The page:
A list of Italian Americans in the news is highlighted in each issue of Italian America magazine, the official publication of the Sons of Italy®. The list below reflects Newsmakers from the current issue. Newsmakers from past issues are also available for viewing.
TONY BENNETT lobbied for stronger gun control at a February 6 news conference in Washington, D.C. held by Mayors against Illegal Guns. Bennett urged Congress to support President Obama’s gun reform plan. “I still haven’t gotten over Connecticut,” the 86-year-old singing legend said.
JON BON JOVI, the famed rock star, headed Forbes’ 2012 list of most charitable celebrities for his efforts to eradicate homelessness. The 51-year-old musician runs Soul Kitchen, a restaurant in Red Bank, NJ that has no prices on the menu. Diners pay what they can for a three-course meal. Those unable to pay donate their time instead.
OLIVIA CULPO, 20, was named Miss Universe 2012 at the 61st Annual Miss Universe Pageant in Las Vegas last December. The Rhode Island native is the first American since 1997 to take home the crown. A sophomore at Boston University, she was chosen Miss USA 2012 last June. She is an accomplished cello player from “a big Italian family,” she says.
KEESHA DENTINO, a 27-year-old U.S. Army Staff Sergeant danced with Vice President Joe Biden at the Commander-In-Chief’s Ball last January. A military police office and Bronze Star recipient, she has served two tours of duty in Iraq and one in Afghanistan. While in Afghanistan she worked with Special Forces working with local women and children.
JOE INCANDELA, an American physicist at CERN, the European nuclear research center in Geneva, heads a team of 3,000 scientists looking for the Higgs boson particle that might explain how the universe was created 13.7 billion years ago. Discovering the particle could win him a Nobel Prize.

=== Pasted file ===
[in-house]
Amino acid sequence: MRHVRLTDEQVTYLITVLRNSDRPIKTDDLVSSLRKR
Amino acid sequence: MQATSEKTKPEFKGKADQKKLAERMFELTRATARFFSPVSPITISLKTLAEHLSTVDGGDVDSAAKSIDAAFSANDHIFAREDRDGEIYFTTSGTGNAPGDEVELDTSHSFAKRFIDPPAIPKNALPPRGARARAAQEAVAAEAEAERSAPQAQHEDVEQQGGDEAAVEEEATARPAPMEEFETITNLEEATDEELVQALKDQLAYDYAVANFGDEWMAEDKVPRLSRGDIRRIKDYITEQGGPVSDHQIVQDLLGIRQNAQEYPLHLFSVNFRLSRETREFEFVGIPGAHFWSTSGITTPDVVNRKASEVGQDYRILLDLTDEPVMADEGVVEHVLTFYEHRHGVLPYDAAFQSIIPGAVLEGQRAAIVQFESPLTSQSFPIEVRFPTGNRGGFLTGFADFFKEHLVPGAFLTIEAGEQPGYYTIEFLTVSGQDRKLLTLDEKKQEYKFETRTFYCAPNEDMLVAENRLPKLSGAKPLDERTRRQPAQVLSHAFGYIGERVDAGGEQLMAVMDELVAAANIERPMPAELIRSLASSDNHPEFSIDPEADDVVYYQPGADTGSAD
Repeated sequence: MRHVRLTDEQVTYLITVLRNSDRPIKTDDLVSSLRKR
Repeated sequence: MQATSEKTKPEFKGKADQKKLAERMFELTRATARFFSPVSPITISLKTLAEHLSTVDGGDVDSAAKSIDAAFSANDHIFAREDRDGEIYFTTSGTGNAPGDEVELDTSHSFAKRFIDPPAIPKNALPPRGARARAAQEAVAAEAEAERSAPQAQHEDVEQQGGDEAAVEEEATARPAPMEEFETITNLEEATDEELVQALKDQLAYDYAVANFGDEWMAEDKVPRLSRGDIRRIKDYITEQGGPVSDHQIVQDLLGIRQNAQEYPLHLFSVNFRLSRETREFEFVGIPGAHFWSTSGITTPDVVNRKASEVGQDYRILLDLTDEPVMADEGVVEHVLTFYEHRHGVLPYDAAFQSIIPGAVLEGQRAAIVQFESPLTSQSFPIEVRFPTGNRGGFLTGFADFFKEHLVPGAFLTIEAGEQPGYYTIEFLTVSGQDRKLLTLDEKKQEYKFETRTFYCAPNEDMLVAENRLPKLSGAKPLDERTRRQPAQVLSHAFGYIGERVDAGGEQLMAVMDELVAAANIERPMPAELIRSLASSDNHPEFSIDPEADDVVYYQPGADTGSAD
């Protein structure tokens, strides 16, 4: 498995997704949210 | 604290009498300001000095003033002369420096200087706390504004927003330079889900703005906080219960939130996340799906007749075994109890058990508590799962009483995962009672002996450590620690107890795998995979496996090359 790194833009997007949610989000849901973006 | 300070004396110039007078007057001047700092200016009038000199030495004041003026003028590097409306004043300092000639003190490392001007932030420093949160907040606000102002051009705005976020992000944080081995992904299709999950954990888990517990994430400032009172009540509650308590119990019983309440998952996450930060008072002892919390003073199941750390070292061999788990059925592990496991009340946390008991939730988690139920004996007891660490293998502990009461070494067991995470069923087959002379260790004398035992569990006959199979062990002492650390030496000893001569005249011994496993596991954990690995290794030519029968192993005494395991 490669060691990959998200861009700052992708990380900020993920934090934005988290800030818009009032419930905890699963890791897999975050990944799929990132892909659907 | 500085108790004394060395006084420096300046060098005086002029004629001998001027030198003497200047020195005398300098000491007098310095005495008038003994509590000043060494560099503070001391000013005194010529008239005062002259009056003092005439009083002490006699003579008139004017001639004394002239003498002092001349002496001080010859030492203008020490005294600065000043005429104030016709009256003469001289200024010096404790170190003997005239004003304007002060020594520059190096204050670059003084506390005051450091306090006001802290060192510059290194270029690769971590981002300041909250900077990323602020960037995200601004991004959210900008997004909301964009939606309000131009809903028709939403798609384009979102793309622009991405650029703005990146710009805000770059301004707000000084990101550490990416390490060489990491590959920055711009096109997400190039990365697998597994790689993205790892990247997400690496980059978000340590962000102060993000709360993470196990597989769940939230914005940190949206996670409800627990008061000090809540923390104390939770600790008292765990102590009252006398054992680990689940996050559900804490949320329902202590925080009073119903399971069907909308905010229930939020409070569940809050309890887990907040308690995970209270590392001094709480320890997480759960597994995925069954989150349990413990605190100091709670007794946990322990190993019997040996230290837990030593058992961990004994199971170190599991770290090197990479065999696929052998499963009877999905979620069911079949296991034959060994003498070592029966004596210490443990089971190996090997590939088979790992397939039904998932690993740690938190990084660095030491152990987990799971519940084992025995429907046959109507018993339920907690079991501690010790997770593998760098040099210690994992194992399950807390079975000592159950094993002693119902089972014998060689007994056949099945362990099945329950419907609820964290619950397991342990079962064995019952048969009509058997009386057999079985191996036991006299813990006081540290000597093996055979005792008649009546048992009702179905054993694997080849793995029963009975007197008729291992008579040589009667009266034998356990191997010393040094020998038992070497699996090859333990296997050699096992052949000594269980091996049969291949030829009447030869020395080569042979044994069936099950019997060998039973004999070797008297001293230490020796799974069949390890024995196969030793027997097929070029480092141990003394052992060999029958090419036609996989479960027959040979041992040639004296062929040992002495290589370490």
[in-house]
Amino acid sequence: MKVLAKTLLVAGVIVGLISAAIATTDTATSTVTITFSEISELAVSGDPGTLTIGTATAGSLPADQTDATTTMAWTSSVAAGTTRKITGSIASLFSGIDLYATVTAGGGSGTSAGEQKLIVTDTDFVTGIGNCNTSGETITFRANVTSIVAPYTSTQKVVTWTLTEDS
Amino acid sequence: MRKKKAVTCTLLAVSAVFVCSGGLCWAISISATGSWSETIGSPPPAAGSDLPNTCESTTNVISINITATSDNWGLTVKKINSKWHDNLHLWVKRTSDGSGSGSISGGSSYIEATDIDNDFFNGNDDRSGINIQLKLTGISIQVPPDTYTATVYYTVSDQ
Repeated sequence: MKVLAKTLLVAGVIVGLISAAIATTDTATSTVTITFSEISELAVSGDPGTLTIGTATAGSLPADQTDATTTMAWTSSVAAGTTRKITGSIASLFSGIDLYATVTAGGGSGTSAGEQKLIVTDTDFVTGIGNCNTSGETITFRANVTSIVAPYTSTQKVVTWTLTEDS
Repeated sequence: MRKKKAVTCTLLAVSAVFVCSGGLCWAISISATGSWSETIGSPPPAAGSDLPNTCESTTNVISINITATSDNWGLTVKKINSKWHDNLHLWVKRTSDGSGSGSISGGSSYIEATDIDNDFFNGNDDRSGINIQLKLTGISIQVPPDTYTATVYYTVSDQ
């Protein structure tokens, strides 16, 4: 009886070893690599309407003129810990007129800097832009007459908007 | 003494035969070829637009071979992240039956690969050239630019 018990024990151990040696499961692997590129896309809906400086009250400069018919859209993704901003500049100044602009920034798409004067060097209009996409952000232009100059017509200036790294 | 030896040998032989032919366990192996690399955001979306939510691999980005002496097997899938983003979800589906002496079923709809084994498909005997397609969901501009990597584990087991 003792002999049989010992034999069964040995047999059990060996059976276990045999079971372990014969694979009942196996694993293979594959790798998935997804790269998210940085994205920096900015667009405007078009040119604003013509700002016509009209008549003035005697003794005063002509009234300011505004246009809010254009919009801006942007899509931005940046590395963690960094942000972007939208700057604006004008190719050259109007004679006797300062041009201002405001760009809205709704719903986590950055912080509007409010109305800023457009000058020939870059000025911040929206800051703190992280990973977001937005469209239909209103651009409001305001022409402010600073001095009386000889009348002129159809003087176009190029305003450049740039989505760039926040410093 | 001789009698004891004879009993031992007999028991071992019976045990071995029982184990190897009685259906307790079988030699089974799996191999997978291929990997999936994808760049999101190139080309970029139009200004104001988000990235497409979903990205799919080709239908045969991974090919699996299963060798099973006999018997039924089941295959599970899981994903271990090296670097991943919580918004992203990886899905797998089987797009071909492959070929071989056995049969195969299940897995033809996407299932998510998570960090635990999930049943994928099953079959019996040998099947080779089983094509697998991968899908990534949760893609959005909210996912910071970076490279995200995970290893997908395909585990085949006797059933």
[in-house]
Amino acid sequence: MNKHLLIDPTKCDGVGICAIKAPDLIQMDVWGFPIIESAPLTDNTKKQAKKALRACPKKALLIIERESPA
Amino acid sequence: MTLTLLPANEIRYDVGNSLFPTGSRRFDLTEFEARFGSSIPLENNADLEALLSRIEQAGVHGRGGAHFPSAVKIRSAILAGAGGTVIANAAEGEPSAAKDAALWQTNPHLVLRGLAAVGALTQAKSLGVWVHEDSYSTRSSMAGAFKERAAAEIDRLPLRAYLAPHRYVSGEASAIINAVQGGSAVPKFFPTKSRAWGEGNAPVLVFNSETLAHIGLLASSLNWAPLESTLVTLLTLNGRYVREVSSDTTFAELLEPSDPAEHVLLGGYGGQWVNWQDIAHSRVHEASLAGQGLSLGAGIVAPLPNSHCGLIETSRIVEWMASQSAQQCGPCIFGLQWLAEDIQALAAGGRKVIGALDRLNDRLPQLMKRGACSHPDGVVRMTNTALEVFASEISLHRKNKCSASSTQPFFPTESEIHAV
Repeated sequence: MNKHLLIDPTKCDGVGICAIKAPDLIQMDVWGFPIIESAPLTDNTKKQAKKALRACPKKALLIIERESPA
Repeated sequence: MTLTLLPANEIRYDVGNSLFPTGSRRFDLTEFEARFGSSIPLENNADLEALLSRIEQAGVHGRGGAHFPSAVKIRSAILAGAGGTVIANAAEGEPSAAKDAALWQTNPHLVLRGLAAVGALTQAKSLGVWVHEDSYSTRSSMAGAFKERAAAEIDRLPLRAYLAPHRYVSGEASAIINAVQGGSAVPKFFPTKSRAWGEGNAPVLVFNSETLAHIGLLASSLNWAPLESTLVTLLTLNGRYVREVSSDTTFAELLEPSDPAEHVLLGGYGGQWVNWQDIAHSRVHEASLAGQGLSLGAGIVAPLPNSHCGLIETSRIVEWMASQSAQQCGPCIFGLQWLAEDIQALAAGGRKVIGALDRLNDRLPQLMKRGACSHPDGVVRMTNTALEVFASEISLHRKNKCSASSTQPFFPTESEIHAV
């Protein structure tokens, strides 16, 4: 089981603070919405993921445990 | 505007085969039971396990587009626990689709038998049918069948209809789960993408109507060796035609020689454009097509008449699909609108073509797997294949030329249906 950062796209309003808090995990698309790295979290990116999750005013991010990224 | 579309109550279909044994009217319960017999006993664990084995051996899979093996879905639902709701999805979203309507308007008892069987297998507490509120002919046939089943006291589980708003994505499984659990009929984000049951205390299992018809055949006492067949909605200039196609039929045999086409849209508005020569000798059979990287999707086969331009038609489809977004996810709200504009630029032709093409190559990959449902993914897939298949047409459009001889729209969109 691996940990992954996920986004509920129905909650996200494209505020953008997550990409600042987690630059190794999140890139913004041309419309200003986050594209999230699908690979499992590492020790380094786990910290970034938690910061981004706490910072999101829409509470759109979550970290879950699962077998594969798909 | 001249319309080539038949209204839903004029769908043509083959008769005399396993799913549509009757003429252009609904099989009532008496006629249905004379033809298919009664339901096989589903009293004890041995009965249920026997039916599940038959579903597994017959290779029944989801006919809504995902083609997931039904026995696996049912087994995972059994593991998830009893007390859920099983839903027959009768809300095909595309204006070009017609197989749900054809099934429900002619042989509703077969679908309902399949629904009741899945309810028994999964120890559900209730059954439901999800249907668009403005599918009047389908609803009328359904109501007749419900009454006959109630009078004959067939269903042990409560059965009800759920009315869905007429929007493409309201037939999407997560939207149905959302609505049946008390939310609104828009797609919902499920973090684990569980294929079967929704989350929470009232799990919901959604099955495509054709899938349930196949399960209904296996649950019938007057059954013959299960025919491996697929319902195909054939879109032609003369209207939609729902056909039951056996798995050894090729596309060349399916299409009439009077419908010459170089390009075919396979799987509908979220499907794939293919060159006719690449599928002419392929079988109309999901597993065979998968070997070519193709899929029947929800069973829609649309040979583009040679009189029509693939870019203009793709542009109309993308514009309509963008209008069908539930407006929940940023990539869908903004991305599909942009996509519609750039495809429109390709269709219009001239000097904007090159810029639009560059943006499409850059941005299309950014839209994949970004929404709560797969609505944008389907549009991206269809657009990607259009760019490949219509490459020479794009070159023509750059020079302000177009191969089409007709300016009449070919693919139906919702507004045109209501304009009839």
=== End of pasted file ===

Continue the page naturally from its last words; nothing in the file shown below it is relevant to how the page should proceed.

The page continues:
ALYSSA MASTROMONACO, 37, is deputy chief of staff for operations at the White House with an office right next to the president’s. In 2011, the political magazine, The New Republic named the 37-year-old from upstate NY, one of the 25 “most powerful, least known” people in Washington.
NANCY PELOSI, the first woman and first Italian American to be Speaker of the House, was inducted into the National Women’s Hall of Fame in March. A member of the U.S. House of Representatives since 1987, Pelosi was its 60th speaker from 2007-2011 and is currently the House Minority Leader of the Democratic Party. Among the hall’s famed 256 women, is also the first woman vice-presidential candidate, the late Geraldine Ferraro.
ANNETTE FUNICELLO, who captured the hearts of millions of teen-age boys in the 1950s and 1960s, first as a Disney Mouseketeer and then as an actress, died from multiple sclerosis April 8 in California at age 70. Her beauty and modesty made her popular with young girls as well. Stricken with MS when she was about 50 and confined to a wheel chair, she once said her fantasy was to have everyone who ever watched her on TV donate one dollar to medical research.
PIETRO MENNEA, a famed Italian Olympic sprinter, died March 21 at age 60 in Italy. He took home the gold at the 1980 Moscow Olympics, after winning a bronze medal at the 1972 Munich Games. In 1979, he set the world record in the 200-meter race with a time of 19.72 seconds at the World University Games in Mexico City. His record held for 17 years, until 1996 when Michael Johnson ran 19.66 at the U.S. Olympic Trials.
ROBERT REMINI, a respected biographer of President Andrew Jackson and later the official historian of the U.S. House of Representatives (2005-2010), died of a stroke March 28 in Illinois. He was 91. Remini also wrote highly praised biographies of other 19th century American presidents.
RITA LEVI-MONTALCINI, who shared the 1986 Nobel Prize in Medicine for her discovery of the nerve growth factor, died December 30 in Rome at age 103. Born in Turin, she studied medicine but was expelled from academia by Mussolini because she was Jewish. She immigrated to America where she did research at Washington University in St. Louis. Her discovery of how nerve cells become nervous systems is used to treat Alzheimer’s, cancer, Parkinson’s disease and muscular dystrophy.
VINCENT SOMBROTTO, who led the 1970 U.S. postal strike as a New York letter carrier, protesting low wages and poor working conditions, died January 10 in New York State. He was 89. The strike eventually involved 200,000 postal workers and led to Congress creating the U.S. Postal Service in 1971that insured collective-bargaining rights for workers.